Be active, not reactive.
Like a dance, every fight has a leader and a follower. One person sets the pace while the other person reacts. Unlike a dance, in a fight you never want to be the follower.
If you let your opponent dictate the pace of the fight, you are forced to be reactive. If you’re being reactive, you’re always one step behind your opponent. While you are responding to your opponent’s last attack, they have moved on to the next one. The fight becomes a game of catch-up that you will eventually lose.
This is especially observable when a junior grappler fights a senior grappler. The senior grappler is usually able to keep the junior grappler on the defensive the entire time. This is because, through training and repetition, the senior grappler is able to make quicker on-the-fly decisions. In other words, the senior grappler dictates the pace.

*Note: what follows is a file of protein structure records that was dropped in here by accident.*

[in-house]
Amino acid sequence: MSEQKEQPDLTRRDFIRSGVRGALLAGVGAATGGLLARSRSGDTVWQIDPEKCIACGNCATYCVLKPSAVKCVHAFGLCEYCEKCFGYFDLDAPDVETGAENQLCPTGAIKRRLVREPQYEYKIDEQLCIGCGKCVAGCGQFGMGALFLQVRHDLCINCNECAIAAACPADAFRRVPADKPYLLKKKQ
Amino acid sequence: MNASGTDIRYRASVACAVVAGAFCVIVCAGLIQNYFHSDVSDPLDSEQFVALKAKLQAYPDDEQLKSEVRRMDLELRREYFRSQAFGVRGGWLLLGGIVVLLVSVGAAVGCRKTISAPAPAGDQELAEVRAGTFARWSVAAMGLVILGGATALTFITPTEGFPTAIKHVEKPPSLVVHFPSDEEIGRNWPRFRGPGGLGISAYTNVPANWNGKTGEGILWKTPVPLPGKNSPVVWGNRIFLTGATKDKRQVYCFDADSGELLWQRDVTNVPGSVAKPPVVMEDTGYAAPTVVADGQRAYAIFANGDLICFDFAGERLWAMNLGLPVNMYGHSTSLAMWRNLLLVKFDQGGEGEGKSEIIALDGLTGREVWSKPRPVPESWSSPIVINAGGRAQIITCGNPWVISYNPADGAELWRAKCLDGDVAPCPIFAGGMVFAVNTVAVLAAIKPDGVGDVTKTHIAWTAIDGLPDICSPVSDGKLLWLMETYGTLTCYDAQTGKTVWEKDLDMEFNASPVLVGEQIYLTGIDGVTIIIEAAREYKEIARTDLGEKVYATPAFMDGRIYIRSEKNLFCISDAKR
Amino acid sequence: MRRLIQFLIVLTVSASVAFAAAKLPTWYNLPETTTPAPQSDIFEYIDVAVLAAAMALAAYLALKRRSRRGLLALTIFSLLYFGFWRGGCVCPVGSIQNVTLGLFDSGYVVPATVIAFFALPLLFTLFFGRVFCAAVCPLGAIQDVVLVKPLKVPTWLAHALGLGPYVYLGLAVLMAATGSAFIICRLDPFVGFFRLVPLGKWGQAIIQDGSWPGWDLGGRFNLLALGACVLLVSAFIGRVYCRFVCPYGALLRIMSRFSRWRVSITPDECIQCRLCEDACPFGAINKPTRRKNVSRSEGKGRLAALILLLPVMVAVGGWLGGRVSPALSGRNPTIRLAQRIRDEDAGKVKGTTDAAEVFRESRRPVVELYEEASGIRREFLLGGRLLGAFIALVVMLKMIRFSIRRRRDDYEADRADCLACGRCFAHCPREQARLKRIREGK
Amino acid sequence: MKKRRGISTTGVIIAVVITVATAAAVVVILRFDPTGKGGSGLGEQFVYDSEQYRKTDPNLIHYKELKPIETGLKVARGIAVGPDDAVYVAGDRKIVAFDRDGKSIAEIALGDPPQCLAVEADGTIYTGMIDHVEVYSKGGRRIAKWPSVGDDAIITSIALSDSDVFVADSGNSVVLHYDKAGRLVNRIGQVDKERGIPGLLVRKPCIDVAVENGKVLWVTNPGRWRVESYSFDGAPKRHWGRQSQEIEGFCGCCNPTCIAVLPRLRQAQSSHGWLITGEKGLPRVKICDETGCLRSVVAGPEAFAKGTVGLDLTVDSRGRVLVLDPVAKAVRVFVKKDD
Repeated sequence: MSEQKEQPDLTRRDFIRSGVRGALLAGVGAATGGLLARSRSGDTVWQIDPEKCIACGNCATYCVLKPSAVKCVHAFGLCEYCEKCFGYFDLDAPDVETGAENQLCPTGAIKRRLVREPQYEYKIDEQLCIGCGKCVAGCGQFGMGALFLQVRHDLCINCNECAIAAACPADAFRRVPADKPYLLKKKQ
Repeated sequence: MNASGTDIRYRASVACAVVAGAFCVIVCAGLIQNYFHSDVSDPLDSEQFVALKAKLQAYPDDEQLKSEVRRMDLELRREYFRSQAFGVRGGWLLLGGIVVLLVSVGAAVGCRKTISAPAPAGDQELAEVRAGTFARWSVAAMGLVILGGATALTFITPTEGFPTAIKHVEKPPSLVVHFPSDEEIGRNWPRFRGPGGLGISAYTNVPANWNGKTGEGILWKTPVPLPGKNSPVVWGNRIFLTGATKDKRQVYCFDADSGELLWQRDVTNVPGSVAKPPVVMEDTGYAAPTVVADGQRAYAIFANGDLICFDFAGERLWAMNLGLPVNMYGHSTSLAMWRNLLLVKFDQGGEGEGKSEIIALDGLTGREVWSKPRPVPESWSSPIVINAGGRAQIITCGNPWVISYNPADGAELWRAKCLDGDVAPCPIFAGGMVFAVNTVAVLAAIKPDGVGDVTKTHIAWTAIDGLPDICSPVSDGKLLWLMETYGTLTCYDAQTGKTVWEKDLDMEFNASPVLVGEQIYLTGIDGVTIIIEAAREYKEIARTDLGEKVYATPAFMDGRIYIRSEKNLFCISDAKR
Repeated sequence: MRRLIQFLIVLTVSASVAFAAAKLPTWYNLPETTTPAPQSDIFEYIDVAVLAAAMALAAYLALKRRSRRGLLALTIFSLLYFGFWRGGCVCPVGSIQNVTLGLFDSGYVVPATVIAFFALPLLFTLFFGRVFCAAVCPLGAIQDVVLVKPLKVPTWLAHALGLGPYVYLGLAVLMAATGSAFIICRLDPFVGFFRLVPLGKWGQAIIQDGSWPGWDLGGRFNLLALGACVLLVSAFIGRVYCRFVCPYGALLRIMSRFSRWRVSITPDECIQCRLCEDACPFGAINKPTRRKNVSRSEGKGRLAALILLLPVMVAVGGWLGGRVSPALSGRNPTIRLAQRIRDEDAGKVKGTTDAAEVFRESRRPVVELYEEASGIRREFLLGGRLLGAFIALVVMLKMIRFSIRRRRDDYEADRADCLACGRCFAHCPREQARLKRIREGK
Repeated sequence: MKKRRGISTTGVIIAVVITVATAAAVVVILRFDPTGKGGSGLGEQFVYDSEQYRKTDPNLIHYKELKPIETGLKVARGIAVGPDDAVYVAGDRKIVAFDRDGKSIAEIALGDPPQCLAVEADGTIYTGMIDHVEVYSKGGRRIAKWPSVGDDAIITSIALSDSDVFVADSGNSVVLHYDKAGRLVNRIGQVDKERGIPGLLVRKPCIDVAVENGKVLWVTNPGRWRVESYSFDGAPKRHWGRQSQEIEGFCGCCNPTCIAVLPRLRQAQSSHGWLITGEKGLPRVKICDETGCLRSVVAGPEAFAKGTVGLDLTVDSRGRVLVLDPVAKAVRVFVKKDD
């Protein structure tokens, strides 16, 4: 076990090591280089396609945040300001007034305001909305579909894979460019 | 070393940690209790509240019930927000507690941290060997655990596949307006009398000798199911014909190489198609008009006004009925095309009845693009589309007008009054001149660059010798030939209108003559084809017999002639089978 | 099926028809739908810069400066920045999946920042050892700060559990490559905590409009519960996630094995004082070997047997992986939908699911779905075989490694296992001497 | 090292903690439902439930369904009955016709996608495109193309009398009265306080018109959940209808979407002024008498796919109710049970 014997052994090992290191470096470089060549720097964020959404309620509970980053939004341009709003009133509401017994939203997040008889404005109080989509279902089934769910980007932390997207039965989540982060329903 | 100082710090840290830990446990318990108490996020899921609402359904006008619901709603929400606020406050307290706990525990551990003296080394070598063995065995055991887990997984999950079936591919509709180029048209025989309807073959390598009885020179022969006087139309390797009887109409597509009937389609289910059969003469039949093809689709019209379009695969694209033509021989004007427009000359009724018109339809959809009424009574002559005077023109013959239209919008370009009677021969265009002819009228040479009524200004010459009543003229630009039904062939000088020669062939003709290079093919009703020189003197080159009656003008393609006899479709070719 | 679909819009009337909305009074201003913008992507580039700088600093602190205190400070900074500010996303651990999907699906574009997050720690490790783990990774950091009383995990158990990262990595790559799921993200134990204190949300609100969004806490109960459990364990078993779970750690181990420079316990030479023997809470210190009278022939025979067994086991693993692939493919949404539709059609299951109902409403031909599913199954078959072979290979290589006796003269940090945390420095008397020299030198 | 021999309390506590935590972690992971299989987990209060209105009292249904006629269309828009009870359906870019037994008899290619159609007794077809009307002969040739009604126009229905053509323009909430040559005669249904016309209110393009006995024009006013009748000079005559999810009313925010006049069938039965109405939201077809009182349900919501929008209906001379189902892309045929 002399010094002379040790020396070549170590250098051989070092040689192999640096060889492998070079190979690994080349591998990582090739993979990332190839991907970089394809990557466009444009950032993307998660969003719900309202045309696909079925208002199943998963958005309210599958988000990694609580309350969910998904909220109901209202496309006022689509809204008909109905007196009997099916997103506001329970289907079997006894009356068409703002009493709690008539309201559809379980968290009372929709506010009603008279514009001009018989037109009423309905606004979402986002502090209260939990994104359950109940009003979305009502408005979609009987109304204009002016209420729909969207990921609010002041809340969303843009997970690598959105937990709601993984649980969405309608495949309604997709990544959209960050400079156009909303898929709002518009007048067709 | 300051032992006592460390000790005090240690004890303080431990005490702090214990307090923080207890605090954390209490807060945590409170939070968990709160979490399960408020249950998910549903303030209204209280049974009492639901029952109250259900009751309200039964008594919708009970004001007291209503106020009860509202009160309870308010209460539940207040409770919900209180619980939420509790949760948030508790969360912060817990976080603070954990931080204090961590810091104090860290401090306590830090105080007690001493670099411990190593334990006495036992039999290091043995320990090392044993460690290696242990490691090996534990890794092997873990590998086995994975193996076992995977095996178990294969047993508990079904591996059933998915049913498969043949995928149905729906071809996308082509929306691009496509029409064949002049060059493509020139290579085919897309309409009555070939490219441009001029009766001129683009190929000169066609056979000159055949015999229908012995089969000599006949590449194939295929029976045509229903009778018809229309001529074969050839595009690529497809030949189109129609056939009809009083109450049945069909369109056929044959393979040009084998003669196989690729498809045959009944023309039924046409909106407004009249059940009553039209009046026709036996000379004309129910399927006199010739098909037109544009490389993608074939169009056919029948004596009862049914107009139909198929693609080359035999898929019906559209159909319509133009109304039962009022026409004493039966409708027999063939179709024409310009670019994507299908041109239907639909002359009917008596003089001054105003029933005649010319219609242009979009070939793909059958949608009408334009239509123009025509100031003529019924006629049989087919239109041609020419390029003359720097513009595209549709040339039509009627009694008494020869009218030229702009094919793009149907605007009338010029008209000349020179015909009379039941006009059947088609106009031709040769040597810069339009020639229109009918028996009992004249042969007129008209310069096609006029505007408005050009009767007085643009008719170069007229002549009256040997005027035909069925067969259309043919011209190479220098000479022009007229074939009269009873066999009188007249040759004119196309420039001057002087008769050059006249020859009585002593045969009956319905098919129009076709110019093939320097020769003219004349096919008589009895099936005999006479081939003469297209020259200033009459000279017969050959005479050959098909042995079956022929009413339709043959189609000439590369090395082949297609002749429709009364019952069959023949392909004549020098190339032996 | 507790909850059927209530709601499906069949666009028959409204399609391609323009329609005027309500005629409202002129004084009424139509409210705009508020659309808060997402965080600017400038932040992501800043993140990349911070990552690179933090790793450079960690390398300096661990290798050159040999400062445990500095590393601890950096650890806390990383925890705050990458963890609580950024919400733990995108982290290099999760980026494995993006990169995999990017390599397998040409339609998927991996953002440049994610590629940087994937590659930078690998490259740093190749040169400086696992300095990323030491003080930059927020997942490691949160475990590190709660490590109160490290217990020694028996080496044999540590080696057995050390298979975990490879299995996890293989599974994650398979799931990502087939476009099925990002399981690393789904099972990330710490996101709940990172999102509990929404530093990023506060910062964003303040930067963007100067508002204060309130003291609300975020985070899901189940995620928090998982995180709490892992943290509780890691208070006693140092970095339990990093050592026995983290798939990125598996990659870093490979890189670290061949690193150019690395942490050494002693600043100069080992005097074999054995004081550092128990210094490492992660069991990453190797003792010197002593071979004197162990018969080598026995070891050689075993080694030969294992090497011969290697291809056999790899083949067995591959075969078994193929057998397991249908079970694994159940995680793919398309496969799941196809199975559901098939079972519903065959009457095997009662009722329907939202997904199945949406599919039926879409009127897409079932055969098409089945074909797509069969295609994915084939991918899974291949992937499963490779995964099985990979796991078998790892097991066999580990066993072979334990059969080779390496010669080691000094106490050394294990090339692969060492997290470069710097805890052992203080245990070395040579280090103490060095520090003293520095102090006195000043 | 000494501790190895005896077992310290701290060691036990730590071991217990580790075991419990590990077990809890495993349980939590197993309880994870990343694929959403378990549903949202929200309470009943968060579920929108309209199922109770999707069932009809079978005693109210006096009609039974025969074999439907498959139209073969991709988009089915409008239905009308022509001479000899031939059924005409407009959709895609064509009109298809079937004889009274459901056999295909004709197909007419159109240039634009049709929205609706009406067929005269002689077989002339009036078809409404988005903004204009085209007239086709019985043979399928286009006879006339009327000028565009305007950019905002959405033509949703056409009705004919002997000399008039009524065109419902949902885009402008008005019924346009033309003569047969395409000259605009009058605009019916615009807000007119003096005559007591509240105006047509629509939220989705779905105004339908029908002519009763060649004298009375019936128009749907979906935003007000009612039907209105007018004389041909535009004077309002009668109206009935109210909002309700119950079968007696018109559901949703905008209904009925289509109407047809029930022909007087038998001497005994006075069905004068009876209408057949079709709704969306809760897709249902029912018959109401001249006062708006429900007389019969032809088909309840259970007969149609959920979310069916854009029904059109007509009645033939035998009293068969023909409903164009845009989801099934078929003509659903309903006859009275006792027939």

How do you dictate the pace? There are two ways:
- Be impervious to your opponent’s attacks. After all, if your opponent cannot force you to react, he cannot dictate the pace. Generally, this means a massive size and strength advantage.
- Train with enough consistency that you can execute a gameplan without thinking. This is described by the mental model called form to leave form.
If you’re reading this, it’s safe to assume that the first method is not an option for you, so you should focus on #2.